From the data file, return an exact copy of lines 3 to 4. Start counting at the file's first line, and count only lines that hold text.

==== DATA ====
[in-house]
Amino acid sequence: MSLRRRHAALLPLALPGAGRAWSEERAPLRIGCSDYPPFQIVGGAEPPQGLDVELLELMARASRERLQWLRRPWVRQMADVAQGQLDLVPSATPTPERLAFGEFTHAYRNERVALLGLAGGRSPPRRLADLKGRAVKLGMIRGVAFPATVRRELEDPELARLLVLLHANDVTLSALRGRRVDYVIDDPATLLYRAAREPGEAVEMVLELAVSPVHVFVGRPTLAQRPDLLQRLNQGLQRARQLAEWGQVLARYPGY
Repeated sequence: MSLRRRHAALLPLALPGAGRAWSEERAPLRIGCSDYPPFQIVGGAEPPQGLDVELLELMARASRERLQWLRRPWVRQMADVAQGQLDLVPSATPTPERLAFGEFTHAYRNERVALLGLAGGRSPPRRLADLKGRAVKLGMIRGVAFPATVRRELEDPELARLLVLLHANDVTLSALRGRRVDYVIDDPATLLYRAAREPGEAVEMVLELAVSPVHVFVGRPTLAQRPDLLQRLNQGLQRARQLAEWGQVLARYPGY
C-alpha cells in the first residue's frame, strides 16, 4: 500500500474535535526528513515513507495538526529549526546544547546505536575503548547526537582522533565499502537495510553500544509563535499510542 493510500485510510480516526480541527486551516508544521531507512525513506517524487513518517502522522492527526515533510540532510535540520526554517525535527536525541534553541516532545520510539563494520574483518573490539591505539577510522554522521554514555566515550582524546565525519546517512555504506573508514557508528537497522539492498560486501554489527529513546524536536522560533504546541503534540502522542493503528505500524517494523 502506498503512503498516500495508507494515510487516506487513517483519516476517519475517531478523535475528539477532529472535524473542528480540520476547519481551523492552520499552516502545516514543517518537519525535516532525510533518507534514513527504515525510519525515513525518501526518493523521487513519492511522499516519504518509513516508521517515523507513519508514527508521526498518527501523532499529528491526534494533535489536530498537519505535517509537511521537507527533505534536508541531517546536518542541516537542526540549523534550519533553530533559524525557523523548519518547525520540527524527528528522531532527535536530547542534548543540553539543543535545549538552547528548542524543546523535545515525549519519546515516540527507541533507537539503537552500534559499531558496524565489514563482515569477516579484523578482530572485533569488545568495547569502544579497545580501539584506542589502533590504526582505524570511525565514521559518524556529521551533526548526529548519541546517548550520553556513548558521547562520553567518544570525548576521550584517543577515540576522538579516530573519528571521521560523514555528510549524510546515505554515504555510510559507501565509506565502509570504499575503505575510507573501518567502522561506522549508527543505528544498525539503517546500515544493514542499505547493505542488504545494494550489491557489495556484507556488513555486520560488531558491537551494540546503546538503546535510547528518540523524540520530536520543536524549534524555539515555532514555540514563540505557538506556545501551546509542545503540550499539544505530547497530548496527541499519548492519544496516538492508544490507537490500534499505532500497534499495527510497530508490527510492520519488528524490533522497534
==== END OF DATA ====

Repeated sequence: MSLRRRHAALLPLALPGAGRAWSEERAPLRIGCSDYPPFQIVGGAEPPQGLDVELLELMARASRERLQWLRRPWVRQMADVAQGQLDLVPSATPTPERLAFGEFTHAYRNERVALLGLAGGRSPPRRLADLKGRAVKLGMIRGVAFPATVRRELEDPELARLLVLLHANDVTLSALRGRRVDYVIDDPATLLYRAAREPGEAVEMVLELAVSPVHVFVGRPTLAQRPDLLQRLNQGLQRARQLAEWGQVLARYPGY
C-alpha cells in the first residue's frame, strides 16, 4: 500500500474535535526528513515513507495538526529549526546544547546505536575503548547526537582522533565499502537495510553500544509563535499510542 493510500485510510480516526480541527486551516508544521531507512525513506517524487513518517502522522492527526515533510540532510535540520526554517525535527536525541534553541516532545520510539563494520574483518573490539591505539577510522554522521554514555566515550582524546565525519546517512555504506573508514557508528537497522539492498560486501554489527529513546524536536522560533504546541503534540502522542493503528505500524517494523 502506498503512503498516500495508507494515510487516506487513517483519516476517519475517531478523535475528539477532529472535524473542528480540520476547519481551523492552520499552516502545516514543517518537519525535516532525510533518507534514513527504515525510519525515513525518501526518493523521487513519492511522499516519504518509513516508521517515523507513519508514527508521526498518527501523532499529528491526534494533535489536530498537519505535517509537511521537507527533505534536508541531517546536518542541516537542526540549523534550519533553530533559524525557523523548519518547525520540527524527528528522531532527535536530547542534548543540553539543543535545549538552547528548542524543546523535545515525549519519546515516540527507541533507537539503537552500534559499531558496524565489514563482515569477516579484523578482530572485533569488545568495547569502544579497545580501539584506542589502533590504526582505524570511525565514521559518524556529521551533526548526529548519541546517548550520553556513548558521547562520553567518544570525548576521550584517543577515540576522538579516530573519528571521521560523514555528510549524510546515505554515504555510510559507501565509506565502509570504499575503505575510507573501518567502522561506522549508527543505528544498525539503517546500515544493514542499505547493505542488504545494494550489491557489495556484507556488513555486520560488531558491537551494540546503546538503546535510547528518540523524540520530536520543536524549534524555539515555532514555540514563540505557538506556545501551546509542545503540550499539544505530547497530548496527541499519548492519544496516538492508544490507537490500534499505532500497534499495527510497530508490527510492520519488528524490533522497534